Interview with Author Marianne Ratcliffe

Welcome Readers to another installment of our author interview series. Today we have the pleasure of chatting with Marianne Ratcliffe, author of two sapphic historical romance novels.

JMR-Welcome to the Books Delight, Marianne. Tell our readers where you live, what you do for fun and what does the perfect day look like?

MR- I live in Chesire with my wife and three dogs (two Cavalier King Charles spaniels and a black labrador we’ve inherited because my wife’s mum can no longer look after him). A perfect day would be taking the dogs for a walk on a crisp autumn morning – we are fortunate to have so many lovely walks nearby, as we are right next to the Peak District. This would be followed by tea and cake, or an all-day breakfast if we were being particularly indulgent! The rest of the day would be spent writing or reading, before finishing off with some TV and a glass or two of wine.

JMR-What’s your favorite historical time period? Why?

MR- The Victorian era, because it was a time of such huge change – social, scientific, philosophical. Although there was still great disparity, we start to see real opportunities for women and for social mobility. This sense of revolution, that all things are possible, makes it the perfect backdrop for telling stories. It is also a period that is very accessible to modern day readers and writers, with so much literature and information available for research.

JMR-Who is your favorite historical figure? Why? If you could ask them one question, what would it be?

MR- Jane Austen, without a doubt. Because she was clever, witty and observant, and because she wrote six of my favourite books. I would ask what would have happened in her two unfinished novels (The Watsons and Sanditon) and what was in those letters that Cassandra felt she had to burn for the sake of your reputation.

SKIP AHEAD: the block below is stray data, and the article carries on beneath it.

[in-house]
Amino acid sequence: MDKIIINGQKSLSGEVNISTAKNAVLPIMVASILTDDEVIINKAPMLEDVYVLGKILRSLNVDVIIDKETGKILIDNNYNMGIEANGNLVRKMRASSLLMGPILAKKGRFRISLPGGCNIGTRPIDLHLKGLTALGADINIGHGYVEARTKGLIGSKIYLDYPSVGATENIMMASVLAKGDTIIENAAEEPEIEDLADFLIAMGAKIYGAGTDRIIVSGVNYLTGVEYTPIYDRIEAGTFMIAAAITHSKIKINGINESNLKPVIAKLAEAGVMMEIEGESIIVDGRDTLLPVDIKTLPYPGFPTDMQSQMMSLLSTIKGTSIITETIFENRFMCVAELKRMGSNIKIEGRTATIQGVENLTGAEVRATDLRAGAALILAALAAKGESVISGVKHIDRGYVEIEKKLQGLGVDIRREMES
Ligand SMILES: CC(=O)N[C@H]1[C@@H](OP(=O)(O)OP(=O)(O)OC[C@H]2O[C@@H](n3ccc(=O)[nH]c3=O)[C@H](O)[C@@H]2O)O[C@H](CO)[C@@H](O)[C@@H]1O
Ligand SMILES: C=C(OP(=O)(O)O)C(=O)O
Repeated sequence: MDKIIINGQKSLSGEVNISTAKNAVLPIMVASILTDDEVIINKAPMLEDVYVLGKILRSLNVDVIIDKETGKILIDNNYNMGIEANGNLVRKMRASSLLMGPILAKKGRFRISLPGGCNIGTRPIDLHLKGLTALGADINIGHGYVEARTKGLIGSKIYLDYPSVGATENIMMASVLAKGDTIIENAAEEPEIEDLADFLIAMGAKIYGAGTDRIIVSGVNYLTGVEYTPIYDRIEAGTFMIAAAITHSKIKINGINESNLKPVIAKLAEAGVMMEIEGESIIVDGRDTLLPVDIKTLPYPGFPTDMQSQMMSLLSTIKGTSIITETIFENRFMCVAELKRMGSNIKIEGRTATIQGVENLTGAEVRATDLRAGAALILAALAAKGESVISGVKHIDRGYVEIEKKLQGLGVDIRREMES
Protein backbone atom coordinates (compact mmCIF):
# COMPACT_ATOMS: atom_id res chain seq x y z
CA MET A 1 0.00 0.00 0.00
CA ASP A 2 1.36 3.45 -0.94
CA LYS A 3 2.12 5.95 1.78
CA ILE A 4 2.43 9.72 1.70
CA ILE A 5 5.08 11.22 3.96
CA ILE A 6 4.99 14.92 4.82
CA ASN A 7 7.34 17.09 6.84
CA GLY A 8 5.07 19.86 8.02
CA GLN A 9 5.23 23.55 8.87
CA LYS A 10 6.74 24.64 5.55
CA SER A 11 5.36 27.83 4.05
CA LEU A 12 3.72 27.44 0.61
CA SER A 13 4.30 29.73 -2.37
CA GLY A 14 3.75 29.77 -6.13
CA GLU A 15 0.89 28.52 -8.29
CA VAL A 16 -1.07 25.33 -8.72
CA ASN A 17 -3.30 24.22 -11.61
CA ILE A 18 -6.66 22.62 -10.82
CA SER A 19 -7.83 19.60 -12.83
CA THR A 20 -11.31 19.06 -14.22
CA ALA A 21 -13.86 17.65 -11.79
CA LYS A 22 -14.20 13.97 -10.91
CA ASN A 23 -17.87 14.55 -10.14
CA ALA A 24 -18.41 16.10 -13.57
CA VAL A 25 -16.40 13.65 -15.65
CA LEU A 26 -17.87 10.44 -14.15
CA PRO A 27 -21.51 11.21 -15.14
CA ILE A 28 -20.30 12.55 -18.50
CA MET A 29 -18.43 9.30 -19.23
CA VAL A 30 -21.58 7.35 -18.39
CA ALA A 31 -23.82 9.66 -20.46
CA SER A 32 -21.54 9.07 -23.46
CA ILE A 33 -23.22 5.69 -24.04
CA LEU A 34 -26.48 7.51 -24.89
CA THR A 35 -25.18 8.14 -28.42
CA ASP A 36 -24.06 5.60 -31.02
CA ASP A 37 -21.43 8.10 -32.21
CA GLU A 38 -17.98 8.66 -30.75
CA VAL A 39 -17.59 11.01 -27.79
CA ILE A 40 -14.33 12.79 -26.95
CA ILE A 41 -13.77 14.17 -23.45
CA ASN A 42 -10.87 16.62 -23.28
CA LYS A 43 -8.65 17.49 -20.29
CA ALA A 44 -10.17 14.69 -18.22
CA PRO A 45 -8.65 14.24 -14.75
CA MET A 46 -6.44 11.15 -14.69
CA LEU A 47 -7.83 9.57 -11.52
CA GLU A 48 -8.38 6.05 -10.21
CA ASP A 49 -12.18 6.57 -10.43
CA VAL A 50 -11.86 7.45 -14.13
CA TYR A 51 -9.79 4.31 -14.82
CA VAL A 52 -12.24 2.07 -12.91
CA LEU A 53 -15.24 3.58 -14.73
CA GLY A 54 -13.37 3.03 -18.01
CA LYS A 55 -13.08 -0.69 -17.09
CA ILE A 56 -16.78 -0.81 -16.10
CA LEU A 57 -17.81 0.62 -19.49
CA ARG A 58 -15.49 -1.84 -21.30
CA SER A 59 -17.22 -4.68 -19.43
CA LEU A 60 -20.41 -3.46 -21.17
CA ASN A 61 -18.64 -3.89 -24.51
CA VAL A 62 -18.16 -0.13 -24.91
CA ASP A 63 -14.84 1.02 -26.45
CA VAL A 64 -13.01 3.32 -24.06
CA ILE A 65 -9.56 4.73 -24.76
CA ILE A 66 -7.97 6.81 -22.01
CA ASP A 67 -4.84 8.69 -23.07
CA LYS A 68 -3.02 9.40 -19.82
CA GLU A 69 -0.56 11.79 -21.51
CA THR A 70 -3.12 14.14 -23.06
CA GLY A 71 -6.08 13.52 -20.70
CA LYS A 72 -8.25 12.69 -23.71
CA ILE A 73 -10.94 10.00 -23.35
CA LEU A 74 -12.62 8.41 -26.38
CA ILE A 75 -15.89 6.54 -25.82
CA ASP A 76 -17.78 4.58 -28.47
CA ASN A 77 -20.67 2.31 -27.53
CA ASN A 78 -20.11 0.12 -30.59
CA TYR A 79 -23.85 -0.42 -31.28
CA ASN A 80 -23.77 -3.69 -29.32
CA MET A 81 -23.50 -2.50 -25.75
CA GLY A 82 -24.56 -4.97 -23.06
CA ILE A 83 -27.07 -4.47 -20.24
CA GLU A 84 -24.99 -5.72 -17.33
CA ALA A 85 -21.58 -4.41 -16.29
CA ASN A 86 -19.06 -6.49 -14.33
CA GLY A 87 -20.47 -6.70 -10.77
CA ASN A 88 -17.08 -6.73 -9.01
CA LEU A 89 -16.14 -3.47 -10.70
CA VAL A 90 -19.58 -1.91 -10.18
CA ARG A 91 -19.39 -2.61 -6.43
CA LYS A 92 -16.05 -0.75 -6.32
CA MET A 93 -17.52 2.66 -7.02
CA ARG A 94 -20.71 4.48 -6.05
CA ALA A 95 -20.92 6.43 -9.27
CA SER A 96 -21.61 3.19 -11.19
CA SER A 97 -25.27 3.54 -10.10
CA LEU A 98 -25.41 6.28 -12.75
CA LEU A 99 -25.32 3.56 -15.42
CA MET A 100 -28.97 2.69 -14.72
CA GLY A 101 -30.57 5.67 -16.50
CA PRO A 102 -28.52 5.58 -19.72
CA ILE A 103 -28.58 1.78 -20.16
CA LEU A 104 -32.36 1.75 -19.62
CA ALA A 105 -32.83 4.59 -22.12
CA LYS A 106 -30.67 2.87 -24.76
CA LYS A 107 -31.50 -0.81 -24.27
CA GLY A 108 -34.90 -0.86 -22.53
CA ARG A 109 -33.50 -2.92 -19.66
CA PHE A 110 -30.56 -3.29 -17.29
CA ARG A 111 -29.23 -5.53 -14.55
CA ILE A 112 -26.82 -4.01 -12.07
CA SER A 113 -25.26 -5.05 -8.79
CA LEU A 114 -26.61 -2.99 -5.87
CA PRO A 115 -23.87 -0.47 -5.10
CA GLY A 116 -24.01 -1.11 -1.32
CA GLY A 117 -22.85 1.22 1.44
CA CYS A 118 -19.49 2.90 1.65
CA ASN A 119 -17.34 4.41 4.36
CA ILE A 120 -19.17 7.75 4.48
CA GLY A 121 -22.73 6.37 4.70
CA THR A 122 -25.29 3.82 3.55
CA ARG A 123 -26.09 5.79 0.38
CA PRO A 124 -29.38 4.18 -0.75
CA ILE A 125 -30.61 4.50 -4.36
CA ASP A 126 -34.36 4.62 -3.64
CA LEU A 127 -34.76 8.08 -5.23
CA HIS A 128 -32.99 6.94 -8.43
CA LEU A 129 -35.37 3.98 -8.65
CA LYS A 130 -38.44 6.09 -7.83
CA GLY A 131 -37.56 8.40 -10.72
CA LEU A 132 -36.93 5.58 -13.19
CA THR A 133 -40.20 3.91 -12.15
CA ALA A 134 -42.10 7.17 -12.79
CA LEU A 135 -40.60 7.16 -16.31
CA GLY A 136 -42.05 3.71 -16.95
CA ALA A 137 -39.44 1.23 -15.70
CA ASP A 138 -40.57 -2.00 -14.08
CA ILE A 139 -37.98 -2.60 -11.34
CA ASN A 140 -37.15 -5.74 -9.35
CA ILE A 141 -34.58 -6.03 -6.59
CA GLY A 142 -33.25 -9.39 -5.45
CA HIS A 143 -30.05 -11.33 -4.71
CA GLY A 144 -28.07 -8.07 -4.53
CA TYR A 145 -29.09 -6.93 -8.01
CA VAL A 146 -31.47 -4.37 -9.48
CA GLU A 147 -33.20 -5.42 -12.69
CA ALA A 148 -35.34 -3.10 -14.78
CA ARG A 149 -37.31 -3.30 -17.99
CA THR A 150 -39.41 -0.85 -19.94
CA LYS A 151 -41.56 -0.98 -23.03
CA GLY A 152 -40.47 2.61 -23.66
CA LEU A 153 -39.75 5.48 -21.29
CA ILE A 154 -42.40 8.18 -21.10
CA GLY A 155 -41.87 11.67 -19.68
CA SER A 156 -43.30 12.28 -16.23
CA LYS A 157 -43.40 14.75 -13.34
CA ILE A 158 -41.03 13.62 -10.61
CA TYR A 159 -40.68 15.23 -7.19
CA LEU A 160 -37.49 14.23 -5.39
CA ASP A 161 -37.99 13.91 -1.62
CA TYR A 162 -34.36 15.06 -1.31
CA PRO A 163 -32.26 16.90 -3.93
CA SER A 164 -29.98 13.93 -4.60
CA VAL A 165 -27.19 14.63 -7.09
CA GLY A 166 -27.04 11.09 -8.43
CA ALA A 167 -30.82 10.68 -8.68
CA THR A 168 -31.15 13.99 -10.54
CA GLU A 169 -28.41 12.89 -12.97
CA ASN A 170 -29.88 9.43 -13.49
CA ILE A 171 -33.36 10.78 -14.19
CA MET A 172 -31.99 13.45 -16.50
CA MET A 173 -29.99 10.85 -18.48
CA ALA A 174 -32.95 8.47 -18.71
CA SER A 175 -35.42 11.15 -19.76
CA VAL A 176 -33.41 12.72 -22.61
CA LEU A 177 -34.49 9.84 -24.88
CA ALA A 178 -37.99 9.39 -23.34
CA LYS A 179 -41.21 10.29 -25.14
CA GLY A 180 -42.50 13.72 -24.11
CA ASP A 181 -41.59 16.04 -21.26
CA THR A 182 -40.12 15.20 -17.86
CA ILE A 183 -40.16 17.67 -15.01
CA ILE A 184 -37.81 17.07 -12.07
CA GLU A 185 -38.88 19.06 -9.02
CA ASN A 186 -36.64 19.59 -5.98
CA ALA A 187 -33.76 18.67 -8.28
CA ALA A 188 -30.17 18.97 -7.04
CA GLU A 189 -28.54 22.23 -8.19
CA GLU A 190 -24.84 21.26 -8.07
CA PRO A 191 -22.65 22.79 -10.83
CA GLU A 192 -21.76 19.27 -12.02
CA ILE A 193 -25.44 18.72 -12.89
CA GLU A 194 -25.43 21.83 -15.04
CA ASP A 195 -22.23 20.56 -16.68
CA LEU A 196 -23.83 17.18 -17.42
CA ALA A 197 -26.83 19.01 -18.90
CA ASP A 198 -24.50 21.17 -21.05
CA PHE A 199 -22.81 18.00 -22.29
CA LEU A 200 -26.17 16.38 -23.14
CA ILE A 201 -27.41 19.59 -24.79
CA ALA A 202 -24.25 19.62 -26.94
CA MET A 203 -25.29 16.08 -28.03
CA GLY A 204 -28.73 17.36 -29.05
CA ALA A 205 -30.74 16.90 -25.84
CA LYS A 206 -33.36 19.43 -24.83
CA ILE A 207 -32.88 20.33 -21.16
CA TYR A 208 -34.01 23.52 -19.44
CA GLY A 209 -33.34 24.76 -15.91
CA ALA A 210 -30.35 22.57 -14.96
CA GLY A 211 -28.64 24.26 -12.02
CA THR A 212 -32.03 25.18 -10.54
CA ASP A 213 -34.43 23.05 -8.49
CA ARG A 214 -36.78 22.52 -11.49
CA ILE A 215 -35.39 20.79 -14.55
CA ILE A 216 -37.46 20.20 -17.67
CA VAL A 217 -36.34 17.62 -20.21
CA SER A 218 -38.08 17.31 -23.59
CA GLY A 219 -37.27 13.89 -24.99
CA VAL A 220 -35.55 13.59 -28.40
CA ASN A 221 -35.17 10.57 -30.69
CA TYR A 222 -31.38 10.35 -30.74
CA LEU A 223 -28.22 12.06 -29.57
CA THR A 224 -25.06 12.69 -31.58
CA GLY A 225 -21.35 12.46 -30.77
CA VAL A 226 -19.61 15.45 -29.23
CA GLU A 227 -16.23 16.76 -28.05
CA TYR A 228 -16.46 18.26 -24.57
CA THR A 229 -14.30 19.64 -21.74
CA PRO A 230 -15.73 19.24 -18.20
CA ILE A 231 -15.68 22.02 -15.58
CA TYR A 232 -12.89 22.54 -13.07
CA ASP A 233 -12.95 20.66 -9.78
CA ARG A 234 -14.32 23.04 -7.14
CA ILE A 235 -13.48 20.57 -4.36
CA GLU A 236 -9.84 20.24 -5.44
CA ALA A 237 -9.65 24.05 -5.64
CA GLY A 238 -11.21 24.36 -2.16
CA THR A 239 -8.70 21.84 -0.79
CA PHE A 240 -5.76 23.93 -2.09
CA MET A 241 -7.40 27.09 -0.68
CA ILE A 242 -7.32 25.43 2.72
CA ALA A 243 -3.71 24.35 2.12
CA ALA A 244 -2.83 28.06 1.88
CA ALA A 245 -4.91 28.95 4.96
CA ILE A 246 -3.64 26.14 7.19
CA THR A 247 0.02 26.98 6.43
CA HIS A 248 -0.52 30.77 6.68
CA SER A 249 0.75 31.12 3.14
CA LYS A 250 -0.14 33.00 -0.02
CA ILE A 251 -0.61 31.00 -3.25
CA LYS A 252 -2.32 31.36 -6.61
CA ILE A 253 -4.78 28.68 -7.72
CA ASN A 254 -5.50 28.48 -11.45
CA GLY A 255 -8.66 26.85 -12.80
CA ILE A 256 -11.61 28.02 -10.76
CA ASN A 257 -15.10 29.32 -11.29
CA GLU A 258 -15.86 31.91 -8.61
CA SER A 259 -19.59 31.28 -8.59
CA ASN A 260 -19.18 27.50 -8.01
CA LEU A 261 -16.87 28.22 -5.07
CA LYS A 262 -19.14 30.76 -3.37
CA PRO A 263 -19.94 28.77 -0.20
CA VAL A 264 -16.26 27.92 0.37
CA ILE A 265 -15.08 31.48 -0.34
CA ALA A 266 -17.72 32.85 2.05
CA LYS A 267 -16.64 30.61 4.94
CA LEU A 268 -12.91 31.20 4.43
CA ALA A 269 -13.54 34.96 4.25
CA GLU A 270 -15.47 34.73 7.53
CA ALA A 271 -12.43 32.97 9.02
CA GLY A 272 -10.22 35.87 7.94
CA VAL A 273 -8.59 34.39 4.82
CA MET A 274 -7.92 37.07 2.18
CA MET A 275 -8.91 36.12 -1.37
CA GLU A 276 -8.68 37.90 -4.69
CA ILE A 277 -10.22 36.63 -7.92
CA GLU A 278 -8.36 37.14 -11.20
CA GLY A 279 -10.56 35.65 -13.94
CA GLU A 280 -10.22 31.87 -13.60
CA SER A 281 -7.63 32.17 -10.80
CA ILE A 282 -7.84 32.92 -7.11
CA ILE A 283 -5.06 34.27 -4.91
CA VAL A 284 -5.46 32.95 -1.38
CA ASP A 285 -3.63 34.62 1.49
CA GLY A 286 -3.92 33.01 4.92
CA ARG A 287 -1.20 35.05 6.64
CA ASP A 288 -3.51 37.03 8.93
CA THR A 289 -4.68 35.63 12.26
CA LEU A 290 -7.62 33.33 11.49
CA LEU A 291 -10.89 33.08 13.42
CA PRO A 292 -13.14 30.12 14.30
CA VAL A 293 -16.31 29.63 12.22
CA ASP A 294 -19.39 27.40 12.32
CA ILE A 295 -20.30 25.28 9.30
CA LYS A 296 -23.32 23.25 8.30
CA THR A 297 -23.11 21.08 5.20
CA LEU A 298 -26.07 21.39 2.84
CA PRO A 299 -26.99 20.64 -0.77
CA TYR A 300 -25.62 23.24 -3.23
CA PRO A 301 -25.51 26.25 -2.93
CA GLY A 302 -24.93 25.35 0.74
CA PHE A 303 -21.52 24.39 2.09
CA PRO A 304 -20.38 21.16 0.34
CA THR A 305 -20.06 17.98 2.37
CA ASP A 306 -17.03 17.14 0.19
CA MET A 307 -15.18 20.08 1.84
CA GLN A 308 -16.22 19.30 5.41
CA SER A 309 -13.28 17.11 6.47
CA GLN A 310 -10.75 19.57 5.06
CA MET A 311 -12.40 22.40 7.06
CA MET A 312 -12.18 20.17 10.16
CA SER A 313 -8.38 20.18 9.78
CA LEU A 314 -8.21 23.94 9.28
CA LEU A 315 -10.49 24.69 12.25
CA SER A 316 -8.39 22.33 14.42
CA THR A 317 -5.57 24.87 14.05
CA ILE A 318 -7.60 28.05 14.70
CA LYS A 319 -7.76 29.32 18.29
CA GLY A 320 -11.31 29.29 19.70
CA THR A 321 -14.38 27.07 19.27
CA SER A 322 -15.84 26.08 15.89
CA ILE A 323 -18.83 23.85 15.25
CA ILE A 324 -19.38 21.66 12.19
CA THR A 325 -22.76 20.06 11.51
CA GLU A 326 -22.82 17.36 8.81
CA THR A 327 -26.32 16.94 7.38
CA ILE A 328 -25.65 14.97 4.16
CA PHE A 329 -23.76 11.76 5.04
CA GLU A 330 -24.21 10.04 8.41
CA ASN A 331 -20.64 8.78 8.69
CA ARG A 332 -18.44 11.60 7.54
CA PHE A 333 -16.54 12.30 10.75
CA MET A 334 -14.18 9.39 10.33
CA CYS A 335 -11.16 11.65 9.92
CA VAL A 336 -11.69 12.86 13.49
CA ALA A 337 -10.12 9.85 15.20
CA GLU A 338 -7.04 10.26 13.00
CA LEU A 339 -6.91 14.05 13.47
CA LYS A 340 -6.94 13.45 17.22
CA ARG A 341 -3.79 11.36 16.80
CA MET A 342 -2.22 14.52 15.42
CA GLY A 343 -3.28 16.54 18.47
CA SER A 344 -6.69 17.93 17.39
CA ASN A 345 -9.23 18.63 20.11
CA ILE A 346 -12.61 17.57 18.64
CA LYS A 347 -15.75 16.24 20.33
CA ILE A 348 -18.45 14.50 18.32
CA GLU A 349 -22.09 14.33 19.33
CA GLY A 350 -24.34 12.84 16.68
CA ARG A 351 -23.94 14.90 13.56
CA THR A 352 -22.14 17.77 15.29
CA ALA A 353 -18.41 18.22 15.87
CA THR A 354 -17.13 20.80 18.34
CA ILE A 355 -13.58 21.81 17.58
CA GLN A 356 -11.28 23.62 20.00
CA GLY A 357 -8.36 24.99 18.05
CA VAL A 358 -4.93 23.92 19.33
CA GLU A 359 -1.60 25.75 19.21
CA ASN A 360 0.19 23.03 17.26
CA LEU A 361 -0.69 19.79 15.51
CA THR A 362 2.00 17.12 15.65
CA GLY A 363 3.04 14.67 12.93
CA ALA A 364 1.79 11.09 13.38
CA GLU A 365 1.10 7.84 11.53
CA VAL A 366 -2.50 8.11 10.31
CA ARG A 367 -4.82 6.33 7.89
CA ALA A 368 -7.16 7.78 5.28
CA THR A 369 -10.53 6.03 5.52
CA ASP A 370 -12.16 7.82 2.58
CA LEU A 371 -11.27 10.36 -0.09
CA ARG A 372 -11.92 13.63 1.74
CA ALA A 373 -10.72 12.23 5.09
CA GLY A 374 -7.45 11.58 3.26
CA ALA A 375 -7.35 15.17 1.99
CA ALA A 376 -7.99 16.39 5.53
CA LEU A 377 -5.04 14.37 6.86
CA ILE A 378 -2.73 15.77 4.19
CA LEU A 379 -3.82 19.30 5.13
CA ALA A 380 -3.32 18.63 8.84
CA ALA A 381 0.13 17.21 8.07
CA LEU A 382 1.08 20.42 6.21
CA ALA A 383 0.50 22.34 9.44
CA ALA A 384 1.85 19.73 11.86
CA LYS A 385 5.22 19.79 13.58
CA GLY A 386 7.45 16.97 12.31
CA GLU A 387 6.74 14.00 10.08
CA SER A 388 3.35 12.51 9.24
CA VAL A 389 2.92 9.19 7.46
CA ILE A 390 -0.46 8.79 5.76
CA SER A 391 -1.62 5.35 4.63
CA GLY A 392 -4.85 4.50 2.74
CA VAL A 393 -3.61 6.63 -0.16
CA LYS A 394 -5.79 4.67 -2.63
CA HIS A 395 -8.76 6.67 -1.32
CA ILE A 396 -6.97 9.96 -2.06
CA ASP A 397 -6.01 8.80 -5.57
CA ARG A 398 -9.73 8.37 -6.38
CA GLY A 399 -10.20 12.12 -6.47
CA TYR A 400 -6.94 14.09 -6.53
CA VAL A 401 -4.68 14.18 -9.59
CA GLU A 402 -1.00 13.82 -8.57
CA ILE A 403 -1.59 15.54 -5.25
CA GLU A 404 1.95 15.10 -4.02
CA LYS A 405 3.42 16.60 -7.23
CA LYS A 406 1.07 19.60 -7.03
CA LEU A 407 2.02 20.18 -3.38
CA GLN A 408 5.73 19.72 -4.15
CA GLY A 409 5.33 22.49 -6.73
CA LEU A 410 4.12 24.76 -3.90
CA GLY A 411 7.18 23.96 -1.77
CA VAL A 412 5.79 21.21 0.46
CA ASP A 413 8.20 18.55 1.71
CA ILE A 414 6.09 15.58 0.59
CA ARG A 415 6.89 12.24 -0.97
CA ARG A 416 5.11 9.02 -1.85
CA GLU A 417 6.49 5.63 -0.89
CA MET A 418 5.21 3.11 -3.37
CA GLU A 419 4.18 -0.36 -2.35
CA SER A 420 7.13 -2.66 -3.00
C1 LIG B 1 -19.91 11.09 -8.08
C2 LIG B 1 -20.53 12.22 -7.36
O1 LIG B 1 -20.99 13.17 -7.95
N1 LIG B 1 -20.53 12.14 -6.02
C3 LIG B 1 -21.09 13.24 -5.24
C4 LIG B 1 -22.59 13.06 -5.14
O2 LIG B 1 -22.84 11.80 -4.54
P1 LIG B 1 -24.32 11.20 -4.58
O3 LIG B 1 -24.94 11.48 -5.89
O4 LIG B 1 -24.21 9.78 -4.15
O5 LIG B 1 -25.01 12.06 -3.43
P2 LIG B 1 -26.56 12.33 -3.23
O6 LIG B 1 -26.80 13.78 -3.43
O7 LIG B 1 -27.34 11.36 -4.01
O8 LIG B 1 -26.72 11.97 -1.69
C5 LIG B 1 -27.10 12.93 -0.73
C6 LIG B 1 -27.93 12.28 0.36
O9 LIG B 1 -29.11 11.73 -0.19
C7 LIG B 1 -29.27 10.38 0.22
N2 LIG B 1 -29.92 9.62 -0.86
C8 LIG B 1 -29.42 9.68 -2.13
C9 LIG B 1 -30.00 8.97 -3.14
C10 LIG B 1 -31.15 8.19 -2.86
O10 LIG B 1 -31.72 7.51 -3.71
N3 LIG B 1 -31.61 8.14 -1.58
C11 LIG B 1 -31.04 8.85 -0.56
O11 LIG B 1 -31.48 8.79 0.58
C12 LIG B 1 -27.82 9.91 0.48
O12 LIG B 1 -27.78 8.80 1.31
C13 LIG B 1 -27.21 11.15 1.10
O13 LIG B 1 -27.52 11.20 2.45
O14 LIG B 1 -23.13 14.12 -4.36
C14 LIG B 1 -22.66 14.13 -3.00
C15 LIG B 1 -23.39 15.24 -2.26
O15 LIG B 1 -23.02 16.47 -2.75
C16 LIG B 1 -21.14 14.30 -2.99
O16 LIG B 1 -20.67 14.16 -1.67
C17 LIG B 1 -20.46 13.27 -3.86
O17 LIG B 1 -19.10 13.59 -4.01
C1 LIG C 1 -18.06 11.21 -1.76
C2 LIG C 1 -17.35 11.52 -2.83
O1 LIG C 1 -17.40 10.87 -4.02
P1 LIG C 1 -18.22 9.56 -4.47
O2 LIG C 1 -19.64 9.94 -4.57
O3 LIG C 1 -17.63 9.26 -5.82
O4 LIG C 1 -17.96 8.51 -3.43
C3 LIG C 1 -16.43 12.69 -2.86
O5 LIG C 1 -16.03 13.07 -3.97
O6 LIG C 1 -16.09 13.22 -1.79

JMR- You trained as a biochemist; how did you come to be a writer of historical fiction?

MR-You can’t be a scientist without having an interest in history. All scientific discoveries are built on what has come before. Without understanding what is already known, you end up going in the wrong direction, or reinventing the wheel. However, my love of historical fiction comes reading novels written in past eras. Austen, Dickens, Trollope and Gaskell transported me into their worlds, and I love to revisit them in my own writing.

JMR- Did you visit anyone of the places in your book? Where did you feel closest to your characters?

MR- My settings are fictional but based in reality. My first historical novel, The Secret of Matterdale Hall is a gothic mystery set in Yorkshire. When I was younger, I loved hiking, and crossed the Yorkshire Moors more than once. Those experiences helped me create the mood for Matterdale Hall, which is of chilly winds and isolation, where breathtaking beauty lives side by side with terrible danger.

I also enjoy visiting National Trust or English Heritage properties. I never visit a country house without an eye for authentic details that I can include in my writing.